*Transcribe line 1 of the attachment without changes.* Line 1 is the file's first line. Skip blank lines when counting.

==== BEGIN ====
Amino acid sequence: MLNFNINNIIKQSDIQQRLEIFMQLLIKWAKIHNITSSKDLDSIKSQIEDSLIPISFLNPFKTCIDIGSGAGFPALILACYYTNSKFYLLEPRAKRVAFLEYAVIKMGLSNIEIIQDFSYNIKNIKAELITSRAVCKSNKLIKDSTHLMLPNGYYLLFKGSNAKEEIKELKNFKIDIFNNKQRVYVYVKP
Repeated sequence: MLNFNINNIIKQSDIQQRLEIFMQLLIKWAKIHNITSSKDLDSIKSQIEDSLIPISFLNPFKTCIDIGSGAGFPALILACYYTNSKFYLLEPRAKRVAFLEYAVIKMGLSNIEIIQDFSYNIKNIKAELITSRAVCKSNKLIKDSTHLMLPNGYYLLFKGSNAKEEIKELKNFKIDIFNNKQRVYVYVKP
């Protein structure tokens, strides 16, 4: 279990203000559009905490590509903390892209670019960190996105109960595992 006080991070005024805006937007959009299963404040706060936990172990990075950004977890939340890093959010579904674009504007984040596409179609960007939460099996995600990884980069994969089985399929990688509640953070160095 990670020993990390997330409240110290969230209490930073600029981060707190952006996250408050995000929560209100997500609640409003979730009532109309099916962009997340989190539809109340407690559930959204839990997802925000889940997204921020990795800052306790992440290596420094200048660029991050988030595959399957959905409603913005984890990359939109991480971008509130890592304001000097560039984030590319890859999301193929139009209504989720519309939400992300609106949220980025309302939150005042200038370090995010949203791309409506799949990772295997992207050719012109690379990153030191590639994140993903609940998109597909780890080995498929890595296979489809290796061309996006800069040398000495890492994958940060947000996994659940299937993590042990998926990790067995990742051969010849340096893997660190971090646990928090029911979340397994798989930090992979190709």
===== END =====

Amino acid sequence: MLNFNINNIIKQSDIQQRLEIFMQLLIKWAKIHNITSSKDLDSIKSQIEDSLIPISFLNPFKTCIDIGSGAGFPALILACYYTNSKFYLLEPRAKRVAFLEYAVIKMGLSNIEIIQDFSYNIKNIKAELITSRAVCKSNKLIKDSTHLMLPNGYYLLFKGSNAKEEIKELKNFKIDIFNNKQRVYVYVKP